Makiia Lucier has such a way with blending mystery and fantasy elements. Seriously, these are some of my favorite murder mystery fantasies! There’s a fantastic balance of magic, intrigue, and characters. Check out this interview where we chat about some of Lucier’s books!
Makiia Lucier’s Books
“Nineteen-year-old Elias is a royal explorer, a skilled mapmaker, and the new king of del Mar’s oldest friend. Soon he will embark on the adventure of a lifetime, an expedition past the Strait of Cain and into uncharted waters. Nothing stands in his way…until a long-ago tragedy creeps back into the light, threatening all he holds dear.
The people of St. John del Mar have never recovered from the loss of their boy princes, kidnapped eighteen years ago, both presumed dead. But when two maps surface, each bearing the same hidden riddle, troubling questions arise. What really happened to the young heirs? And why do the maps appear to be drawn by Lord Antoni, Elias’s father, who vanished on that same fateful day? With the king’s beautiful cousin by his side—whether he wants her there or not—Elias will race to solve the riddle of the princes. He will have to use his wits and guard his back. Because some truths are better left buried…and an unknown enemy stalks his every turn.”
“As the granddaughter of a famed navigator, seventeen-year-old Reyna has always lived life on her own terms, despite those who say a girl could never be an explorer for the royal house of St. John del Mar. She is determined to prove them wrong, and as she returns home after a year-long expedition, she knows her dream is within reach. No longer an apprentice, instead: Reyna, Master Explorer.
But when menacing raiders attack her ship, those dreams are pushed aside. Reyna’s escape is both desperate and dangerous, and when next she sees her ship, a mystery rises from the deep. The sailors–her captain, her countrymen–have vanished. To find them, Reyna must use every resource at her disposal . . . including placing her trust in a handsome prince from a rival kingdom.
Together they uncover a disturbing truth. The attack was no isolated incident. Troubling signs point to a shadowy kingdom in the north, and for once, the rulers of the Sea of Magdalen agree: something must be done. But can Reyna be brave enough to find a way?”
“The past never forgets . . .
Before an ambush by enemy soldiers, Lord Cassia was an engineer’s apprentice on a mission entrusted by the king. But when plague sweeps over the land, leaving countless dead and devastating the kingdom, even Cas’ title cannot save him from a rotting prison cell and a merciless sickness.
Three years later, Cas wants only to return to his home in the mountains and forget past horrors. But home is not what he remembers. His castle has become a refuge for the royal court. And they have brought their enemies with them.
When an assassin targets those closest to the queen, Cas is drawn into a search for a killer…one that leads him to form an unexpected bond with a brilliant young historian named Lena. Cas and Lena soon realize that who is behind the attacks is far less important than why. They must look to the past, following the trail of a terrible secret—one that could threaten the kingdom’s newfound peace and plunge it back into war.”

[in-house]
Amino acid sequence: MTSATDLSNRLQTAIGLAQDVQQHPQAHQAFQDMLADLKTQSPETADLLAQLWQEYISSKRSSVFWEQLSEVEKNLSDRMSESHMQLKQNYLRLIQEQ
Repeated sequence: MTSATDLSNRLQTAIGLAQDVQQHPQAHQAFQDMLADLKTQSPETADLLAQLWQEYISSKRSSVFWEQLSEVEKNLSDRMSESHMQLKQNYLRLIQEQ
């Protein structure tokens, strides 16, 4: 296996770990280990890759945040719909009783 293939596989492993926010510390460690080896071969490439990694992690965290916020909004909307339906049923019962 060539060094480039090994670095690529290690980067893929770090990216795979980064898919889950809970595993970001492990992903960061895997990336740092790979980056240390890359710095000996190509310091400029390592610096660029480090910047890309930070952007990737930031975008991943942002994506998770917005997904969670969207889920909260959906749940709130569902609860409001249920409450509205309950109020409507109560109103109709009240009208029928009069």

Did you already know the plot events for SONG while drafting/writing ISLE?
Not at all. All I knew was that I wanted the main character to be Reyna (who is nine years old in Isle of Blood and Stone and seventeen in Song of the Abyss). And I wanted her adventures to take place far away from the island kingdom of del Mar, which is the setting for Isle.
Do you have a favorite YA fantasy map?
I love all the maps by cartographer Francesca Baerald (you can see her work on Instagram). One of my favorites can be found inside Crystal Ren Smith’s young adult novel, Bloodleaf.
How long did you have the idea for ISLE before you began writing?
I really can’t say! Isle of Blood and Stone is a collection of things that happen to fascinate me. The Indiana Jones movies, which I’ve loved since I was a child. Leprosy, which I first learned about by watching Charlton Heston in the movie Ben-Hur. That was also in elementary school. But the book also includes more recent interests like medieval mapmaking and medieval travel.
Do you think Reyna and Lena would be friends?
What was the biggest challenge for drafting YEAR OF THE REAPER?
Everything was challenging! Finishing the first draft, finishing the fifth. Writing a mystery has its own particular difficulties. You don’t want readers to figure things out too early, but you do want to sneak in enough clues so that when all is revealed, it feels organic. It’s a tough balancing act.
Do you have a favorite assassin?
I am very fond of Fitzchivalry Farseer from Robin Hobb’s Assassin’s Apprentice series.
Who is your favorite side character in YEAR OF THE REAPER?
I would have to say Lena. She’s kind of a nerd who loves history. I, too, am a nerd who loves history.
Where to Buy
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About the Author
Makiia Lucier grew up on the Pacific island of Guam and has degrees in journalism and library science from the University of Oregon and the University of Wisconsin-Milwaukee.
Her books have appeared on many notable lists, including the Kids’ Indie Next, the American Booksellers Association’s ‘Best Books for Children,’ and the American Library Association’s ‘Best Fiction for Young Adults.’ A Death-Struck Year, her debut novel, is set in Portland, Oregon during the Spanish Flu pandemic of 1918. The world of St. John del Mar, in which Isle of Blood and Stone and Song of the Abyss take place, was inspired by a childhood love of the Indiana Jones movies, as well as a lifelong fascination with old, old maps.
She lives with her family in North Carolina.